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Proc Natl Acad Sci U S A. Aug 1, 1993; 90(15): 7153–7157.

A dominant negative retinoic acid receptor blocks neutrophil differentiation at the promyelocyte stage.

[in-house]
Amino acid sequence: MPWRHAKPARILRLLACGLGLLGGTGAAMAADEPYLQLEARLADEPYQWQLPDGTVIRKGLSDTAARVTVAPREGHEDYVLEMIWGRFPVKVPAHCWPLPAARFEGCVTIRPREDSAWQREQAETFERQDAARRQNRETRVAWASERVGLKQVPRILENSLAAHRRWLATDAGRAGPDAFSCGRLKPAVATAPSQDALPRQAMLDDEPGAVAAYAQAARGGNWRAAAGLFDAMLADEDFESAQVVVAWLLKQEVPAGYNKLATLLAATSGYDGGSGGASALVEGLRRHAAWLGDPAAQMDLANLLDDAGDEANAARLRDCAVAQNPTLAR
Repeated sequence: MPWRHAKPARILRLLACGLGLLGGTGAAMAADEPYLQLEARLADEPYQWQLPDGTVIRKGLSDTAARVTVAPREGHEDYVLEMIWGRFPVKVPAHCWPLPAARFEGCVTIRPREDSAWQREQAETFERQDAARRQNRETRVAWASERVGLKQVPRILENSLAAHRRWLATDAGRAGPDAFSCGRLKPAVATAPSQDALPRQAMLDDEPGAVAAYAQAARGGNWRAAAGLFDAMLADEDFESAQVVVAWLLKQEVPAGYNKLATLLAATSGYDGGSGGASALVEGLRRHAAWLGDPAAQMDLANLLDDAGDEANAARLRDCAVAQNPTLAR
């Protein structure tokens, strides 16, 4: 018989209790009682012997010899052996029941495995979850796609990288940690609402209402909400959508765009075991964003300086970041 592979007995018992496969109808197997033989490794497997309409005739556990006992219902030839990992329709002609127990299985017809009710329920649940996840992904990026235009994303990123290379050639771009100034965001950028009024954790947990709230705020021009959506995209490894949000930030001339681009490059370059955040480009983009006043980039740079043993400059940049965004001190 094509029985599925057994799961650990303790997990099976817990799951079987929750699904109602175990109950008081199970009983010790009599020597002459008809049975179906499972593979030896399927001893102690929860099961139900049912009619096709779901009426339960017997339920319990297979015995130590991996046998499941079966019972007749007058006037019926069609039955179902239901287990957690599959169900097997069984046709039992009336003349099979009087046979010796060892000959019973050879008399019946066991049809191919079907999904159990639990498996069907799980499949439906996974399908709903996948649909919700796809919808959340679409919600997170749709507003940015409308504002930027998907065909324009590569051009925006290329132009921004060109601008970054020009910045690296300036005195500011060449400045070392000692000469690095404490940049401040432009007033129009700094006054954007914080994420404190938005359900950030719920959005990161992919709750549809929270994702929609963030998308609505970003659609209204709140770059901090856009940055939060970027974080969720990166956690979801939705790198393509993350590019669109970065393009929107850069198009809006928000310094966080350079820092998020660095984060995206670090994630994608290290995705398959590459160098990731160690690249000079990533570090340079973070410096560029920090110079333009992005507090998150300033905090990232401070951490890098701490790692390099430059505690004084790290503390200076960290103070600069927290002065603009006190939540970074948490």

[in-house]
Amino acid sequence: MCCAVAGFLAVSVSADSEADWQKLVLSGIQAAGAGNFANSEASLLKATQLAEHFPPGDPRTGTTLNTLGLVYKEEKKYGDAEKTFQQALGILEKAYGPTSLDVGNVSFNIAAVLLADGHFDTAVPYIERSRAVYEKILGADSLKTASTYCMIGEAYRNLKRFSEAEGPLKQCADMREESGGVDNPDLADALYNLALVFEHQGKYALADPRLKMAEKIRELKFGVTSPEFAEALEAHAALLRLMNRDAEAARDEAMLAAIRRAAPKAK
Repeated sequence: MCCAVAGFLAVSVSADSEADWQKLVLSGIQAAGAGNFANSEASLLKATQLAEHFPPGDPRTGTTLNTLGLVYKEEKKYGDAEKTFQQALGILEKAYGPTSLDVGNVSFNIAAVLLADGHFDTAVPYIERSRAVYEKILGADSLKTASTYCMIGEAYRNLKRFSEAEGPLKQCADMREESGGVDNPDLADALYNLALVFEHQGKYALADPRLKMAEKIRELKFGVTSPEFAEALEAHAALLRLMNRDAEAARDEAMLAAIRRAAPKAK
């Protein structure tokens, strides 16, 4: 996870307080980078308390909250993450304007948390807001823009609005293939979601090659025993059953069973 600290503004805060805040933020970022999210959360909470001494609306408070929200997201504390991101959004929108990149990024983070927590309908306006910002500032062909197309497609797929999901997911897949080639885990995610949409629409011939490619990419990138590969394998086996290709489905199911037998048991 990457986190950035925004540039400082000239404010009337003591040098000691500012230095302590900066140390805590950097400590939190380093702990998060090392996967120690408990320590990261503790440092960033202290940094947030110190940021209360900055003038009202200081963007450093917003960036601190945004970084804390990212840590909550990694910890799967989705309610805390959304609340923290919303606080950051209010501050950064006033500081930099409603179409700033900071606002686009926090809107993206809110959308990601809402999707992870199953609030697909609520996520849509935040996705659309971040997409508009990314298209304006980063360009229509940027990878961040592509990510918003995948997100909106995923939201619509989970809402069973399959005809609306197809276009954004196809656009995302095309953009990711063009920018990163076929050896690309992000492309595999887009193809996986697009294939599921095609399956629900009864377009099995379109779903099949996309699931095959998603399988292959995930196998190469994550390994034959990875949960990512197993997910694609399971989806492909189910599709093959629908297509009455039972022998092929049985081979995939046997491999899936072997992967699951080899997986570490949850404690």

We have investigated the roles of retinoic acid receptors in the development of neutrophils by using an interleukin 3-dependent multipotent hematopoietic cell line (FDCP mix A4) as well as normal mouse bone marrow cells. Treatment of the FDCP mix A4 cells with murine granulocyte/macrophage-colony-stimulating factor (GM-CSF) induced these cells to differentiate into neutrophils and macrophages. When the endogenous retinoic acid receptor activity in FDCP mix A4 cells was suppressed by a dominant negative retinoic acid receptor construct, this GM-CSF-induced neutrophil differentiation was blocked at the promyelocyte stage. The blocked promyelocytes proliferated continuously as a GM-CSF-dependent cell line but could be induced to terminally differentiate into neutrophils with supraphysiological concentrations of all-trans-retinoic acid (1-10 microM). The ability of the dominant negative retinoic acid receptor to block neutrophil differentiation at the promyelocyte stage was also demonstrated in normal, primary mouse bone marrow cells. Our results indicate that retinoic acid receptors in conjunction with hematopoietic growth factors play a crucial role in the terminal differentiation of normal neutrophil precursors. The system described here may also serve as a model for studying the pathogenesis of human acute promyelocytic leukemia.

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